Sunday, February 8, 2009

The Comedian's Craft

A confluence of events yesterday led me to Barnes & Noble bookstore to spend my Christmas gift card. One of the books I bought was "Born Standing Up" by Steve Martin. It's a very readable book about his early years and has quite a few surprises.

The biggest surprise is the story itself. When Steve Martin burst on the scene in the mid-seventies, we all thought he was a new comic. In fact, what we were witnessing was a performance artist at the end of the road. Weaving music, magic, salesmanship, and just plain entertainment, all the while taking classes in philosophy, psychology and art at Long Beach and UCLA, Mr. Martin developed his craft for the better part of two decades. This is the story of a guy who was willing to lay it all on the line for two dollars a show in near empty rooms.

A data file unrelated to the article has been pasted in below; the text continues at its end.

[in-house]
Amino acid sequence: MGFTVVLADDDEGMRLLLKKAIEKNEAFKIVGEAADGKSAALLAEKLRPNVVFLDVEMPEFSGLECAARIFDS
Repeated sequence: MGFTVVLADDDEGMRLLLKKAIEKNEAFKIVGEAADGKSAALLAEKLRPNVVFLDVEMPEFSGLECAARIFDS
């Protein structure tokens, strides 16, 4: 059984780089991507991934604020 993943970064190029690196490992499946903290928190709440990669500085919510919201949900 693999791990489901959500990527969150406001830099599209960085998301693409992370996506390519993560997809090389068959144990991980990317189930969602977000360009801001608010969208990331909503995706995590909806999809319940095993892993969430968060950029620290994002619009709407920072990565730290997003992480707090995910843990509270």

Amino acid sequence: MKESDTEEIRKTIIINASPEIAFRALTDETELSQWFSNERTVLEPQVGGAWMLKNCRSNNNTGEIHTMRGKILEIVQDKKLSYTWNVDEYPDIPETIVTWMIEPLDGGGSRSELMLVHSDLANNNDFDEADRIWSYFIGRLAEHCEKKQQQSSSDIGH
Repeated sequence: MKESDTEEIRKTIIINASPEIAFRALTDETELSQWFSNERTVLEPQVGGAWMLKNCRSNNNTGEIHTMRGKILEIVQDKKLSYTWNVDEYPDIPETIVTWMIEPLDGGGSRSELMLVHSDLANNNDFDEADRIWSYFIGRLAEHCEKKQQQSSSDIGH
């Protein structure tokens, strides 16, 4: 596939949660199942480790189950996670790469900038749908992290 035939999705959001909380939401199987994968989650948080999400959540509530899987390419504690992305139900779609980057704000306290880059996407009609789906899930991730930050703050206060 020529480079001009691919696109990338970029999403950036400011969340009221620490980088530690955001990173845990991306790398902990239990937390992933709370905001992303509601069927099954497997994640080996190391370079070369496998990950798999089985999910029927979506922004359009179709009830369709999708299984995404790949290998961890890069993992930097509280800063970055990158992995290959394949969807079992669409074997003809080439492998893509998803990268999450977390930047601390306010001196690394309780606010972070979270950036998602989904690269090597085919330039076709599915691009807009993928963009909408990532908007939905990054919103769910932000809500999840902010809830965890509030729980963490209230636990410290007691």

Another thing I really liked about this book is there's not much name dropping. The names are largely unfamiliar; Magicians at Disneyland, theater actors at Knott's Berry Farm, and nightclub managers in San Francisco. Occasionally, he meets someone I'd heard of before, but not often. It was a tough life. It's the kind of life only the most dedicated romantic could stay with.

Mr. Martin also includes some pretty personal stuff about his family. This is not a tell all, but as he explains it"...a complicated childhood can lead to a life in the arts. I tell you this story of my father and me to let you know I am qualified to be a comedian." For all the silliness of his stage act, Steve Martin is a serious, logical thinker. This heartfelt telling of his own story shows a complicated man struggling to create something new, and once created, walking away from it to create something else.

1 comment:

Bob said...

Steve was on NPR this last week (Terri Gross) playing music and talking life. It's recommended.